June 19, 2011

YESTERDAY, I LINKED A DISCUSSION OF THE NEW EPIDEMIC OF NON-ALCOHOLIC FATTY LIVER DISEASE, and a lot of readers think that there’s a Gary Taubes point to be made.

Reader Scott Loftfield sends this link to the benefits of a low-carbohydrate diet, and reader Jeffrey Bentley writes:

I read on Instapundit the finding about high incident rate of NASH in the US.

I was diagnosed with NASH in 1999 or so when my liver started failing.

They spent two years running just about any test or imaging scan they could think of, as my liver slowly developed fibrosis. I was one of those people that were told I’d need a liver transplant in 5-10 years. To buy myself some time my gastroenterologists recommended losing weight, but doing it healthily by going to a nutritionist to develop a custom diet. Many typical weight-loss diets put stress on the liver, so doing a “low impact” weight reduction diet was critical for me.

The nutritionist I went to was a semi-retired surgeon, fatigued from years of transplant surgery, that decided to start a clinic devoted to preventing disease.

She basically saved my life.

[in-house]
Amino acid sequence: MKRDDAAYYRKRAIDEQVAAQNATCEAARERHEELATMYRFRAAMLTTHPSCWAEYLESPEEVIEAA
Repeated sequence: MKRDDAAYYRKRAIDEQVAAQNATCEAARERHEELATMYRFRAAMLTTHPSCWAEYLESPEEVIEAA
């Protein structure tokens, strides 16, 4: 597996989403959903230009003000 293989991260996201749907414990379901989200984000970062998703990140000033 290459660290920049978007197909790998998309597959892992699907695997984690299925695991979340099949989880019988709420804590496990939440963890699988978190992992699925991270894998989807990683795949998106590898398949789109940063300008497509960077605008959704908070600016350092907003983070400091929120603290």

In doing her intake on me as a patient, she looked over the pile of data, quizzed me on the effects certain foods have on me, and realized that I may have difficulty processing fructose.

She put me on a diet restrictive of fructose. I had to give up the fruits and fruit juices that I loved, I had to give up food with high fructose corn syrup, and I had to give up table sugar, as that is processed by the body into fructose and glucose.

Within 6 months my liver enzymes were normal and within a year my ultrasounds showed a normal-sized liver. No more NASH.

I have pretty much stayed on this diet, lost 30 pounds on it, and have had no problems with my liver. I put a couple tablespoons of sugar in my coffee every morning, otherwise, I avoid it.

As to why fructose would have this effect, we have no idea. My liver was treating it as a harmful substance that needed to be eliminated, the process of which was taking a heavy toll on my liver, much as if I was drinking a lot of alcohol. There seems to be no readily identifiable reason why this was so, but when I backslid on my diet and started eating fructose again, I did start having lots of pain in my liver and developed jaundice. When I stopped eating fructose, the jaundice and pain went away.

This is just my personal experience, and may not be the same for the others afflicted with NASH. But it’s easily tested on an individual basis. Just watch what you eat, skipping sucrose and fructose in your meals, and see if it helps.

More here, and also here. Plus, more on a fructose connection. (Thanks to reader Laurie Weakley for the links). I have to say that the Taubes thesis is looking better in numerous ways.

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